Show Your Love with February’s Birth Flowers
January 31, 2023
Although February is known for Valentine’s Day, the symbol of love – the red rose – is actually not this month’s birth flower. February’s birth flowers are the violet and primrose.
In This Healthy Insight:
- What are the uses of violet?
- What does the violet symbolize?
- What are the uses of primrose?
- What does the primrose symbolize?
- Famous February Birthdays
- List of birth months and flowers
What are the uses of February’s Birth Flowers violet?
First cultivated by the ancient Greeks around 500 BC, violets (Viola) are extremely popular throughout the world. There are now more than 500 species, all displaying a delicate bell-shaped flower. Originally violets were named for their purple-blue petals, but they can also be found in white, yellow or cream. In the United States violets grow wild from the East Coast to the Midwest and they are the state flower for Rhode Island, Illinois, New Jersey and Wisconsin.
Violet’s light sweet fragrance has been used for hundreds of years to enhance mood and atmosphere and weaken unpleasant odors (think bathroom air freshener). Violets have also been a go-to herbal remedy for respiratory, skin and sleep issues. The violet is sign of good fortune and can increase focus and mindfulness. There’s more than meets the eye with this tiny, eye-catching flower!
What does the violet symbolize?
No doubt you’ve heard the expression “shrinking violet,” a classic symbol of shyness and modesty. The Greeks believed violet was the flower of Aphrodite, the goddess of love and beauty, and it was used as an ingredient in love potions. It’s associated with faithfulness, truth, loyalty and affection. The violet has roots in Christianity as it represents the purity and modesty of the Virgin Mary and is featured in many religious works of art.
By giving someone a violet you’re letting them know you’re a faithful friend and will always be there for them.
What are the uses of primrose?
It seems like the primrose should be related to the rose, but it isn’t. Primroses are from the Primulaceae family, while roses are from the botanical family of Rosaceae. The name primrose originates from the Latin word primus, which means “first” or “early,” very appropriate for this early-flowering springtime plant. The primrose most often blooms in yellow, but it can also be white, red, pink, purple or brown.
You can trace primrose’s origin of being a February birth flower to Freya, the goddess of love in Norse mythology.
The primrose was used in herbal medicine for various ailments including speech, dizziness and mobility. Since it’s edible it’s also been used as an ingredient in soups, salads and wines.
What does the primrose symbolize?
The phrase, “walking down the primrose path” means leading a happy life of pleasure and love. In fact, the primrose lets someone know you can’t live without them! It represents young love, first love, undying affection, purity and honesty. Colors make a difference too. Purple primroses symbolize confidence and red show appreciation. Giving someone a bouquet of primroses mean you really, really care about them.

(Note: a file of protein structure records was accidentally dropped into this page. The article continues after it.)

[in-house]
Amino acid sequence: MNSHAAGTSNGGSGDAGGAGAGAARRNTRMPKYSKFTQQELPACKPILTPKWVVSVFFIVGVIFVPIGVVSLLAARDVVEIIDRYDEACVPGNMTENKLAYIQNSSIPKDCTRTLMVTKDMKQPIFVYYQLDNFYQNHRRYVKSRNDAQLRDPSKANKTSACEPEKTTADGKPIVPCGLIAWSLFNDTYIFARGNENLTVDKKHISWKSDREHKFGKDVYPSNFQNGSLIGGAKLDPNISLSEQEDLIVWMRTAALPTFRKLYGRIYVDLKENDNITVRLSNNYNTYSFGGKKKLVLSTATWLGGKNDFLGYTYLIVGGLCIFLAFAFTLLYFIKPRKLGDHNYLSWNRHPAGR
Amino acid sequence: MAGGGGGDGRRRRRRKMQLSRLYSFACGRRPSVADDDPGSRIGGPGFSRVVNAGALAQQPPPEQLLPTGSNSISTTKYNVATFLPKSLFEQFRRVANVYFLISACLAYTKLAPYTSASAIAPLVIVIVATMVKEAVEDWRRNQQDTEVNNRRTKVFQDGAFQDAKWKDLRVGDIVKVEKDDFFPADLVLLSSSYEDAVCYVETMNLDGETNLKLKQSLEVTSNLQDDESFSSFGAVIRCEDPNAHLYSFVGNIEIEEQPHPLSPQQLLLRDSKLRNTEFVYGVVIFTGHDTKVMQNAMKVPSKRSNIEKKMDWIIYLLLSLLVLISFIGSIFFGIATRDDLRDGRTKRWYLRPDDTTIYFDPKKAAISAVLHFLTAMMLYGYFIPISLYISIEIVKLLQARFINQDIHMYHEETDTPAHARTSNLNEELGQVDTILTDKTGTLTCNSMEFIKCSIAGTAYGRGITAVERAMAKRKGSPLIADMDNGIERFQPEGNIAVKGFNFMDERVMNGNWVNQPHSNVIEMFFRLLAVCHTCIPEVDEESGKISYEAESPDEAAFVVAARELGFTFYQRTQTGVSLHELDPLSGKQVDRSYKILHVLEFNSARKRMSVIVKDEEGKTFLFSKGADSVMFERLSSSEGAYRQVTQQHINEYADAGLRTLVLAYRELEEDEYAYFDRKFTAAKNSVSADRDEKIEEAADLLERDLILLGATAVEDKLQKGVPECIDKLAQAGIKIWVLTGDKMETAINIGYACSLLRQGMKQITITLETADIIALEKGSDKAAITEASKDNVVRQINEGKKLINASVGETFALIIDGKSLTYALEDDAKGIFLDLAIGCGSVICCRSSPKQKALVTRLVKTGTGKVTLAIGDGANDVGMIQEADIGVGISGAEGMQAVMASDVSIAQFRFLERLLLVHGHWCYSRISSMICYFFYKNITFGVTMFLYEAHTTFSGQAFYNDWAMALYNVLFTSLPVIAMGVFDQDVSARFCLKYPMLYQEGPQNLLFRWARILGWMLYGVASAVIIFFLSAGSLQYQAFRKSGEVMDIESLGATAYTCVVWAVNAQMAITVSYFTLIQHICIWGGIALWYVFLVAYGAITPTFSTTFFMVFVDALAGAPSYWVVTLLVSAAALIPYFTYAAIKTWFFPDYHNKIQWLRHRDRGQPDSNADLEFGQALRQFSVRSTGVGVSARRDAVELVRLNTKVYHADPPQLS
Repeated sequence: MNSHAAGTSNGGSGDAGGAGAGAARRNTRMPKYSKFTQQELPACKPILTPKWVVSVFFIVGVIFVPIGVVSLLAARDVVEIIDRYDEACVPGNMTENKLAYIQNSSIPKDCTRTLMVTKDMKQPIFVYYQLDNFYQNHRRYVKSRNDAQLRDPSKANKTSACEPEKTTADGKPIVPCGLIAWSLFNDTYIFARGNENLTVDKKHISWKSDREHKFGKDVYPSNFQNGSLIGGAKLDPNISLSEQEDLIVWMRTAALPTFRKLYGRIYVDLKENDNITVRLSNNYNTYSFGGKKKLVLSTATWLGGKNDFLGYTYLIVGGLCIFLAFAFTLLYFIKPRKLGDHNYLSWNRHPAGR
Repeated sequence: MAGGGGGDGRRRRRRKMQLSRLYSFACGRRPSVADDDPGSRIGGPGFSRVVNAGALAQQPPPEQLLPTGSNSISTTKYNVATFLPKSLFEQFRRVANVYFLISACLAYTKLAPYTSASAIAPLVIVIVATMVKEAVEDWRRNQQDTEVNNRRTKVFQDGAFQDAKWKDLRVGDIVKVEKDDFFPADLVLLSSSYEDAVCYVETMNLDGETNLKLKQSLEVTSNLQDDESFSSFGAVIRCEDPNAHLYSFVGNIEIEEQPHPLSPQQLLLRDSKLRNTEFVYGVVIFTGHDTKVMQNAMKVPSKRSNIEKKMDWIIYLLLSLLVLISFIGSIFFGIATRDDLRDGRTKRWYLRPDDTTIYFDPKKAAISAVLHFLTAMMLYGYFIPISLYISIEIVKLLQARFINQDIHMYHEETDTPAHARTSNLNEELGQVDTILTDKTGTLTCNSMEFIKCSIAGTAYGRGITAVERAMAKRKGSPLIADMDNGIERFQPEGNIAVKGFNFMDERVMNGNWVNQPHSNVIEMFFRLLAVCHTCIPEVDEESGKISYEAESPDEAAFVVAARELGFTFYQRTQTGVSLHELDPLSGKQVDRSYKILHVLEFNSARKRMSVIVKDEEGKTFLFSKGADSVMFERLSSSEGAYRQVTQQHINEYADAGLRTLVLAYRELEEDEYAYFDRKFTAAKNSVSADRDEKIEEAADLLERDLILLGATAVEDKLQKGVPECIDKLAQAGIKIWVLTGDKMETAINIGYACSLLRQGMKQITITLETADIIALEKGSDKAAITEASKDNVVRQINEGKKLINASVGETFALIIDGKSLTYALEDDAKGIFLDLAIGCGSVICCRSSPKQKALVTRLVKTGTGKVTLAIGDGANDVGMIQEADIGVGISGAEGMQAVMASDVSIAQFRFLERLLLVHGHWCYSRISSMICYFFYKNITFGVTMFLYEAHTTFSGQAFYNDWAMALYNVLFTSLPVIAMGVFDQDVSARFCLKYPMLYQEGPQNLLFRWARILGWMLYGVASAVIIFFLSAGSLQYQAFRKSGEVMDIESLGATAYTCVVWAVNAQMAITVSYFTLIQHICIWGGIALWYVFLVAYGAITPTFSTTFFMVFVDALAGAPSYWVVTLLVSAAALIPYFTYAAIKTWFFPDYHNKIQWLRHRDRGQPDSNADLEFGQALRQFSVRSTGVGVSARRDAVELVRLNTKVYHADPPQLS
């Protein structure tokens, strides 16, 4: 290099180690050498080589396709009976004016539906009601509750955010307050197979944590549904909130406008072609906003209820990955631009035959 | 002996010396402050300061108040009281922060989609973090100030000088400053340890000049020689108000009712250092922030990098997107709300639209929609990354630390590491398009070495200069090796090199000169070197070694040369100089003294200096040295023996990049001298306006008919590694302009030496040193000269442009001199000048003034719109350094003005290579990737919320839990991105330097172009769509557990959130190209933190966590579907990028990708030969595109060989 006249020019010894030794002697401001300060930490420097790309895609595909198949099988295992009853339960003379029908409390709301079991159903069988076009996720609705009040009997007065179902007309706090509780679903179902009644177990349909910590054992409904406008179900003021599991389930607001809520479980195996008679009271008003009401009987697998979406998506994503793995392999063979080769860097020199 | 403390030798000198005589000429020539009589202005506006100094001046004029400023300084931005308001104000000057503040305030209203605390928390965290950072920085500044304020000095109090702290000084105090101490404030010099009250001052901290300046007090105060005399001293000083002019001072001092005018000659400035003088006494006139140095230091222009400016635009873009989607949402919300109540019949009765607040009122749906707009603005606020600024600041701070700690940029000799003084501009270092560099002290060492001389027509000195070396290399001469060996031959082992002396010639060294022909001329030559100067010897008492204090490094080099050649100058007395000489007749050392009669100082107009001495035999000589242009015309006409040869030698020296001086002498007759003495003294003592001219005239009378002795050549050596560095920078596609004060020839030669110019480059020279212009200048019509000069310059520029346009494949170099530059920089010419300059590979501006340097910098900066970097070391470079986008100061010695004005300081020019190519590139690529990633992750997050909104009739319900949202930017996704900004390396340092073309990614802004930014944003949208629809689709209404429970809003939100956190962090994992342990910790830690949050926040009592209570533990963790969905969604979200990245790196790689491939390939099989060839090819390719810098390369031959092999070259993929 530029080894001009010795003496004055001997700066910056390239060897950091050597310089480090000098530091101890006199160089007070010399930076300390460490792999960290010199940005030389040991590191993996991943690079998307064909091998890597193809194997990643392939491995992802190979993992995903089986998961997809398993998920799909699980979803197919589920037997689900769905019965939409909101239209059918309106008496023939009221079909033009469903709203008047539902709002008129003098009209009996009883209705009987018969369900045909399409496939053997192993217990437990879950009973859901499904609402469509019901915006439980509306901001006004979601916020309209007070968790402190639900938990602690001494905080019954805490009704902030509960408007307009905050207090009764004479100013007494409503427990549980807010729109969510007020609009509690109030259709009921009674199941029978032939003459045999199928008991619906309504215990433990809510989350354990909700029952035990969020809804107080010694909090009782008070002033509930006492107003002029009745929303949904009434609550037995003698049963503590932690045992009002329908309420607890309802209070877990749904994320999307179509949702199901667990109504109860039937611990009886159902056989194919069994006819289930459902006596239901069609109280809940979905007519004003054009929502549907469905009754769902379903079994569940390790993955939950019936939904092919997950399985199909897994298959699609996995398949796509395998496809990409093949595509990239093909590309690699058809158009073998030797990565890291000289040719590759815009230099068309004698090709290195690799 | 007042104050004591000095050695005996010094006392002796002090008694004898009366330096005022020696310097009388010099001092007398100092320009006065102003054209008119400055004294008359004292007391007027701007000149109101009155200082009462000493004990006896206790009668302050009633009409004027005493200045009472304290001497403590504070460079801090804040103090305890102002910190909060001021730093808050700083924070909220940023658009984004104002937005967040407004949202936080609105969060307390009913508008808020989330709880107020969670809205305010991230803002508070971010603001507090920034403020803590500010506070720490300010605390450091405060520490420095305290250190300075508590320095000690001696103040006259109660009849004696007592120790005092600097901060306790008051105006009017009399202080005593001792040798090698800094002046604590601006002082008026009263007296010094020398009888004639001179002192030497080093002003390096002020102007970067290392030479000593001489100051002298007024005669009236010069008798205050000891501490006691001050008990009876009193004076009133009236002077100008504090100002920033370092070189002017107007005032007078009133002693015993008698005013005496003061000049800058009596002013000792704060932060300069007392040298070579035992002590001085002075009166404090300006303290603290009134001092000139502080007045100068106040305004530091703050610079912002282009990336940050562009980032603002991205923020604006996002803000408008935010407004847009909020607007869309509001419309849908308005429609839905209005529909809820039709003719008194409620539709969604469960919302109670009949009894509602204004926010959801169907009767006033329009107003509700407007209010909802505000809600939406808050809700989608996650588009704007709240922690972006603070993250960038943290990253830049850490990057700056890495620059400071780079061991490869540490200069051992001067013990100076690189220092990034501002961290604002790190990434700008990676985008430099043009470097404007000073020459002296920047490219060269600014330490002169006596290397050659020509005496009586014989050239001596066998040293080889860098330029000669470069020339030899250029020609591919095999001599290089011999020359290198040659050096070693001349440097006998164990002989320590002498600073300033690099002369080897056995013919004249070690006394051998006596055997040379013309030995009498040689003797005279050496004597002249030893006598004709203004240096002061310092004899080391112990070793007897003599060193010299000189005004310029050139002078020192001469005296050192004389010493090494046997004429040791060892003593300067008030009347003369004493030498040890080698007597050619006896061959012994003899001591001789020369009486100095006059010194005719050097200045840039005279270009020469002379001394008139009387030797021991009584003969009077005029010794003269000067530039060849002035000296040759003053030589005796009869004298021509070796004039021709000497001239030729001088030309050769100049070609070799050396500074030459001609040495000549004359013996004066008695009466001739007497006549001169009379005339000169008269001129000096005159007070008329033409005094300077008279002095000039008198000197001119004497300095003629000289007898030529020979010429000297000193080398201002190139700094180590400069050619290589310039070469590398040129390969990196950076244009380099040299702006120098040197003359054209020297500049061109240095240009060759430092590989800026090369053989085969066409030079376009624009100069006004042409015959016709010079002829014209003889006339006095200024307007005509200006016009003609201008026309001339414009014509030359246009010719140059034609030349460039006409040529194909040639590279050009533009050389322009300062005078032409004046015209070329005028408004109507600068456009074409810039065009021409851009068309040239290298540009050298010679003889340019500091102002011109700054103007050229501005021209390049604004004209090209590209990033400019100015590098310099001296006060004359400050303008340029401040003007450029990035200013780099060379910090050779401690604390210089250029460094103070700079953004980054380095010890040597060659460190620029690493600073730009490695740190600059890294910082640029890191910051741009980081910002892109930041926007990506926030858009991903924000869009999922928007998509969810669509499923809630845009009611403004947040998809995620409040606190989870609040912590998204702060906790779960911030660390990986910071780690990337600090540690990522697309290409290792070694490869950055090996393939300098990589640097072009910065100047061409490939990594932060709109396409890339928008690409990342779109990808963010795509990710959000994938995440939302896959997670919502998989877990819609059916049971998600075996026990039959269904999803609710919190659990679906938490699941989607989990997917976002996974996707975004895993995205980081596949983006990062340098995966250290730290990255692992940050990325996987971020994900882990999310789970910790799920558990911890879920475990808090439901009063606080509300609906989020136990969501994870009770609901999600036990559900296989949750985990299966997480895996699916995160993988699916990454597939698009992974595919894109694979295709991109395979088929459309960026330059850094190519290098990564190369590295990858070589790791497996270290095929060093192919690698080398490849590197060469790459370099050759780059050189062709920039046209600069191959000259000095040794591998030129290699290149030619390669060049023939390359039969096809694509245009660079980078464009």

Famous February Birthdays
- Frederick Douglass – Feb. 1, 1818
- Lisa Marie Presley – Feb. 1, 1968
- Rosa Parks – Feb. 4, 1913
- Garth Brooks – Feb. 7, 1962
- Chris Rock – Feb. 7, 1965
- Ashton Kutcher – Feb. 7, 1978
- Thomas Edison – Feb. 11, 1846
- George Washington – Feb. 22, 1732
- Elizabeth Taylor – Feb. 27, 1932
- Dinah Shore – Feb 29, 1916
List of birth months and flowers
Plan ahead with a thoughtful bouquet for friends and family this year using the following guide.
- January: Carnation and Snowdrop
- February: Violet and Primrose
- March: Daffodil and Jonquil
- April: Daisy and Sweet Pea
- May: Lily of the Valley and Hawthorn
- June: Rose and Honeysuckle
- July: Larkspur and Water Lily
- August: Gladiolus and Poppy
- September: Aster and Morning Glory
- October: Marigold and Cosmos
- November: Chrysanthemum and Peony
- December: Narcissus and Holly
If you have a loved one celebrating their birthday in February it may be challenging to find a gift that doesn’t compete with your Valentine’s Day gift. The solution? A bouquet of violet and primrose birth flowers. It’s personal, unique and meaningful. You can’t go wrong!
For thousands of years flowers have been used to express feelings, complement a garden, heal various health conditions, or add fragrance to the air. Aromatherapy using floral and essential oils is enormously popular and Botanic Choice carries a huge array of them for many occasions, including violet floral oil. Whether you’re looking to create a calm, energizing or seasonal atmosphere, you’re sure to find the perfect scent right here. Check out our aromatherapy today!
These statements have not been evaluated by the Food and Drug Administration. These products are not intended to diagnose, treat, cure or prevent any disease. Individual results may vary.